Gareth Bale to Madrid: What Happened to Rules Against 'Tapping Up' Players?
It is safe to assume that Real Madrid president Florentino Perez isn't well versed in post-war British cinema.
If he were, he might be familiar with the 1953 classic The Great Game, starring James Hayter and Thora Hird. It's the tale of fictional top-flight club Burnville Utd, whose chairman makes an illegal approach to the star of a rival team. The authorities discover this wrongdoing and the chairman is suspended in the ensuing scandal.
It's a cautionary tale against the practise of "tapping up," the act of persuading a player to join another team without his current employer's knowledge or blessing.
While tapping up can take the form of direct player approaches or secret meetings with agents, the rules are also violated when representatives of a rival club publicly express their admiration of a rival player.
Thanks to the way in which Real Madrid's presidency is essentially a popularity contest, it has always been Los Blancos' modus operandi to promise the arrival of players they have not yet negotiated contracts for.
At the end of May, Perez was quoted by Spanish paper Marca (translated by The Guardian) as saying "Bale was born to play in Madrid."
"I think Real Madrid have made their admiration of Gareth Bale very clear - and it has been made clear that we would not be put off by the cost of the player," Zidane told the Sunday People.
"But if Gareth feels now is the time to move then he has to have a private discussion with his club and express that he wants to leave."
As if by coincidence, according to The Guardian, former teammate Luka Modric has also recently claimed Bale would "fit perfectly" at Madrid.
Short of landing a helicopter on his roof and kidnapping him, how much more do Real Madrid need to do to be found guilty of tapping up? Why haven't Tottenham reported the Spanish giants for blatantly trying to unsettle a player who is under contract until 2016?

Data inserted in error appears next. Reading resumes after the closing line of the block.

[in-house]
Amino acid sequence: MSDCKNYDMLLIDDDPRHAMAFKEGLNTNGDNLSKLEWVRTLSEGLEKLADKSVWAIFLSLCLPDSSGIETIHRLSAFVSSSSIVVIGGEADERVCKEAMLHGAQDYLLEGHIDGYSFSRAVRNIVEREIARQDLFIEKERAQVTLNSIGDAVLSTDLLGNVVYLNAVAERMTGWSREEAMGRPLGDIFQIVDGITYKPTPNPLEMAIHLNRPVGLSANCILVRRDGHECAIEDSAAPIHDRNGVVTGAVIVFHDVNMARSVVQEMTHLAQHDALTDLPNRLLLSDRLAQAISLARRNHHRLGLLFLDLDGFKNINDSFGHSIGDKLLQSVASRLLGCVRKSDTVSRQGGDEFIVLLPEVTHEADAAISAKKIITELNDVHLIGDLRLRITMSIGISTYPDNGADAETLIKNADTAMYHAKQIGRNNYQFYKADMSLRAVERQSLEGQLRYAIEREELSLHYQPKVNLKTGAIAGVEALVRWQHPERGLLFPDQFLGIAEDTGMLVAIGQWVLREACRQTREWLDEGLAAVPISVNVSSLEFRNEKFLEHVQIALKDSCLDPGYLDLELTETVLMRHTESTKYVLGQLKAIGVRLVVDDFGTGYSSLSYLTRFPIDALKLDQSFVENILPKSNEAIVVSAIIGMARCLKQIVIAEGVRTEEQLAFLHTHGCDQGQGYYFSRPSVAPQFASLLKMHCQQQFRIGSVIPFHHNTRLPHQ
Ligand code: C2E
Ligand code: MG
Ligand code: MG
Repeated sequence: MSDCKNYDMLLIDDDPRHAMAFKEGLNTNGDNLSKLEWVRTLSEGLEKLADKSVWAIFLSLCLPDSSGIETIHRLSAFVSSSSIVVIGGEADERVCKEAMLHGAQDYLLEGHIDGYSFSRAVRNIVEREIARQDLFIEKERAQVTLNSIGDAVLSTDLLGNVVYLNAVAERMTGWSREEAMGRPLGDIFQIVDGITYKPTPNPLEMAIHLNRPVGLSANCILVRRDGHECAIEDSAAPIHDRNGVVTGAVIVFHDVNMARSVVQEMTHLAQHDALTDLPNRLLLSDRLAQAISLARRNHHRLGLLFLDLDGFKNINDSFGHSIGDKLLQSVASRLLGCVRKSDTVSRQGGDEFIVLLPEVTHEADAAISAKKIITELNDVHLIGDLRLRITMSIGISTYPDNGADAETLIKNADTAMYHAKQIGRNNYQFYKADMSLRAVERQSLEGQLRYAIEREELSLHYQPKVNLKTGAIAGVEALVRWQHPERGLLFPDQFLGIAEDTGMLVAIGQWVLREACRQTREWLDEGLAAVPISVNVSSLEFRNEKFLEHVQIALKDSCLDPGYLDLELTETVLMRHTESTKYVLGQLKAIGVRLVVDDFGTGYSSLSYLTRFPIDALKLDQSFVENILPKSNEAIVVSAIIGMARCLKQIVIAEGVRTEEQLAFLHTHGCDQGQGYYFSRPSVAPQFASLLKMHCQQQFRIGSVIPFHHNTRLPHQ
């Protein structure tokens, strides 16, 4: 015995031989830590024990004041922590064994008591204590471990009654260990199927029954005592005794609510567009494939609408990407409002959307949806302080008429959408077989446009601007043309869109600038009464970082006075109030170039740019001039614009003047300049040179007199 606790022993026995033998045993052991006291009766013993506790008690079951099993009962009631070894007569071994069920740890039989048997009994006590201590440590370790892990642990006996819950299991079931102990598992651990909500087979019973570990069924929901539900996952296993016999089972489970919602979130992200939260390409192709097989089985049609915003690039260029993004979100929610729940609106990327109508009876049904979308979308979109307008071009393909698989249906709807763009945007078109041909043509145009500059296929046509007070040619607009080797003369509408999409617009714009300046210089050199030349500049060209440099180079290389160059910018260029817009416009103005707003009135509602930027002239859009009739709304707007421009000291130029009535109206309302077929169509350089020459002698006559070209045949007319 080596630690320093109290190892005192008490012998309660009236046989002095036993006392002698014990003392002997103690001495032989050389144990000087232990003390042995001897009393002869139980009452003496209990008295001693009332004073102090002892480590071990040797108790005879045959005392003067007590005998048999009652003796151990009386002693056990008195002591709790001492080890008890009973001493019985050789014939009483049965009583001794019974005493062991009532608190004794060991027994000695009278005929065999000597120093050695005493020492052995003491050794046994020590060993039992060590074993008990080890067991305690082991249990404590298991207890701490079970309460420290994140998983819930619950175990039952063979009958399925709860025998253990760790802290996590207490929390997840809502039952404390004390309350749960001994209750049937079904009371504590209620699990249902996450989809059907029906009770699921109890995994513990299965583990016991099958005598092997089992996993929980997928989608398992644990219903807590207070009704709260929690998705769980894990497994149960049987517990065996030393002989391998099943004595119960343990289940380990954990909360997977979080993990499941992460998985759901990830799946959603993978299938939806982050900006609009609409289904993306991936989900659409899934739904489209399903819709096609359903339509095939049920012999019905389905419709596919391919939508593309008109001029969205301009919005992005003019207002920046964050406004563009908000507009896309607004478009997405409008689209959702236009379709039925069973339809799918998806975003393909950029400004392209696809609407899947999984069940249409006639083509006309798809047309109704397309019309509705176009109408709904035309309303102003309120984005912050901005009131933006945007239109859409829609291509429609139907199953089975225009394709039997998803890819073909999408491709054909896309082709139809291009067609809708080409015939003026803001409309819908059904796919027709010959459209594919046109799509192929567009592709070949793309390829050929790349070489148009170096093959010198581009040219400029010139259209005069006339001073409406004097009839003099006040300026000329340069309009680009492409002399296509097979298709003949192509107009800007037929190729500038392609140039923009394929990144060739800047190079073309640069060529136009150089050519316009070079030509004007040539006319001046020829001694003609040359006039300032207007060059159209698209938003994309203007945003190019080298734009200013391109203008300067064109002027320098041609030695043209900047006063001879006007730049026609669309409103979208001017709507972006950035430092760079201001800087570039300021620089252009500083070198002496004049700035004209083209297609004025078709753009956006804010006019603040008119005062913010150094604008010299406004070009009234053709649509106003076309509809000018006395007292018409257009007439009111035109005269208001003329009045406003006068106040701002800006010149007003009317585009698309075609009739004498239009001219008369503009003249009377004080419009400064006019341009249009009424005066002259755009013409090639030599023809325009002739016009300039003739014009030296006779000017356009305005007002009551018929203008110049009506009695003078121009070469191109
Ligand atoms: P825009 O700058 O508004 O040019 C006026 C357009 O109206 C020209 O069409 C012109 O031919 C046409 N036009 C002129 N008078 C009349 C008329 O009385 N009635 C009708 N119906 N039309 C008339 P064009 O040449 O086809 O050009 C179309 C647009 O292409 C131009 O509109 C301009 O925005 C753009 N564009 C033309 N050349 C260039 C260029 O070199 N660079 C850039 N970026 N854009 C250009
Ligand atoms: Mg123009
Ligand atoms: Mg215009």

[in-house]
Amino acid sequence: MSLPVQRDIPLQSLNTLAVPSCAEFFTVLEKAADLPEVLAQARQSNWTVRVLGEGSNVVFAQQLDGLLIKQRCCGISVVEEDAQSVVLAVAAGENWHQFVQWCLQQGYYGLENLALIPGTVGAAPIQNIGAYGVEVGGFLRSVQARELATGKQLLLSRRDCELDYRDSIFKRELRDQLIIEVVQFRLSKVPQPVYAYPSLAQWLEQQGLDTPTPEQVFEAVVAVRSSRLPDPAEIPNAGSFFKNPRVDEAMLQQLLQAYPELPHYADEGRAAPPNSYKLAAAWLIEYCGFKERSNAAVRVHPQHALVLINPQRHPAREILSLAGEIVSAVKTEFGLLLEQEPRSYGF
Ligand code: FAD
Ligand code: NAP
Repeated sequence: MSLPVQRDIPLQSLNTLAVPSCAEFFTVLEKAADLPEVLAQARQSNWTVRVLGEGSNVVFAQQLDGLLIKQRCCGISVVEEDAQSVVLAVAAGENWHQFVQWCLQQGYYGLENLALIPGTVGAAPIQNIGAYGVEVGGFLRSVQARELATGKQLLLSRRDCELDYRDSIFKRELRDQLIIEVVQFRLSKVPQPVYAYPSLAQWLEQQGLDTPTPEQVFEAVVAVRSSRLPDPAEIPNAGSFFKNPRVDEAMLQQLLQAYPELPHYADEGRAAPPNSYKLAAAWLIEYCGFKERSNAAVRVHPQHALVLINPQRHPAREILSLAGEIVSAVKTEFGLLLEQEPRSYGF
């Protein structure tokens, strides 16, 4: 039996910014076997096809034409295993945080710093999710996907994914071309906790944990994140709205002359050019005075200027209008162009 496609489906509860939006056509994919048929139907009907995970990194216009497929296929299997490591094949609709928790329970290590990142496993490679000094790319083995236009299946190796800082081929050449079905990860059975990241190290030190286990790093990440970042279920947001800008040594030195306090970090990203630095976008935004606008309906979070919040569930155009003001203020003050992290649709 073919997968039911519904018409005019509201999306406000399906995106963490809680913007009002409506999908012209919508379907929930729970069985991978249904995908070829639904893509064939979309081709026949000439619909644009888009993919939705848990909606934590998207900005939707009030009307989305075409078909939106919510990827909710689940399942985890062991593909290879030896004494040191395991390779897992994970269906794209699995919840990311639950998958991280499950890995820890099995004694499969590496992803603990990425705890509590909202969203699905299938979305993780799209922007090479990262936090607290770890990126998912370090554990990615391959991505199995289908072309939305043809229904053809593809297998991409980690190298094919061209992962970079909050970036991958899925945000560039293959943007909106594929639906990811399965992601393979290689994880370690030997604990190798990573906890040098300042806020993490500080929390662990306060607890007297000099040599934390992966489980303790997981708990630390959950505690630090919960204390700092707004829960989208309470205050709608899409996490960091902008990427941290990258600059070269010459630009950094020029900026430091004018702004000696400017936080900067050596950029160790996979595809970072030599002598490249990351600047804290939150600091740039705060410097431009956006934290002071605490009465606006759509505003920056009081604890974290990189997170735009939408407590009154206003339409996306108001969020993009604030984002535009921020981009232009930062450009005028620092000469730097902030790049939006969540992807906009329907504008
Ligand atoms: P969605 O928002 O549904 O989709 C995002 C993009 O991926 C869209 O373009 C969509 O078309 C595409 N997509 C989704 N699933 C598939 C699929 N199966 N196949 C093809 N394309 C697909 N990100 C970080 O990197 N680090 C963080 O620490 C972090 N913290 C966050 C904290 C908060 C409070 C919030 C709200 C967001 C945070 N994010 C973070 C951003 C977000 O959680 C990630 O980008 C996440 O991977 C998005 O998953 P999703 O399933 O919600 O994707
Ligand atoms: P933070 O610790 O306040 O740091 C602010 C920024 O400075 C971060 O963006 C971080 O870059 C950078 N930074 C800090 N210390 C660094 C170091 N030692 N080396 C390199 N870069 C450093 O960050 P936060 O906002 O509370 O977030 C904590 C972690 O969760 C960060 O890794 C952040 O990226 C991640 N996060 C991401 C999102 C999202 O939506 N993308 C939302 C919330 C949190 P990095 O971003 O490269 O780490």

Spurs, of course, aren't the only ones with a player having their head turned toward the Spanish capital.
Luis Suarez has been gunning for a move away from England for some time and was probably enthused when he heard Perez tell Spanish radio station Cadena COPE that "[he] is a great player and I'm sure every team in the world would like to have him" (translated via talkSPORT).
The Uruguayan has taken several opportunities to flirt back with the La Liga side ("Real Madrid is a great team and every player dreams about them," quotes Simon Jones of The Daily Mail), and that is something he may not have done if he wasn't so confident that they were pursuing him.
It's an exchange that must be infuriating for the upper echelons of Liverpool FC.
Of course, this article isn't intended as a tirade against Real Madrid's practises—they are by no means the only club tapping up. It is rife at this time of year, with dozens of clubs doing it every day.
This week, for example, Borussia Dortmund sporting director Michael Zorc told the Ruhr Nachrichten newspaper (translated via teamtalk.com): "We are interested in the signature of Kevin De Bruyne."
Despite no official approach to Chelsea, he added that he is "able to confirm the player does want to make a transfer to our club."
Chelsea, incidentally, are one of the clubs who have actually been reprimanded for tapping up. Ashley Cole, Jose Mourinho, Chelsea and Cole's agent were all punished when the defender moved across London from Arsenal via illicit meetings. The Blues were also given a transfer window ban for "inducing" Gael Kakuta to break his contract with Lens in 2007.
In 2012, Liverpool were forced to apologize to Fulham after being reported for tapping up Clint Dempsey. Meanwhile on the continent, Phillippe Mexes and Roma were punished when the Frenchman and the Italian side agreed a transfer without his employer's (AJ Auxerre) knowledge.
Granted, publicly stating interest in a rival player is not a crime on the scale of surreptitiously organizing a transfer, but it is definitely tapping up. It has become customary for big clubs like Madrid to behave like this, unfairly influencing and unsettling players who do not belong to them.
Either we accept that this is part of the modern game, or FIFA needs to wake up and start enforcing its own rules.
What is the duplicate article?
Why is this article offensive?
Where is this article plagiarized from?
Why is this article poorly edited?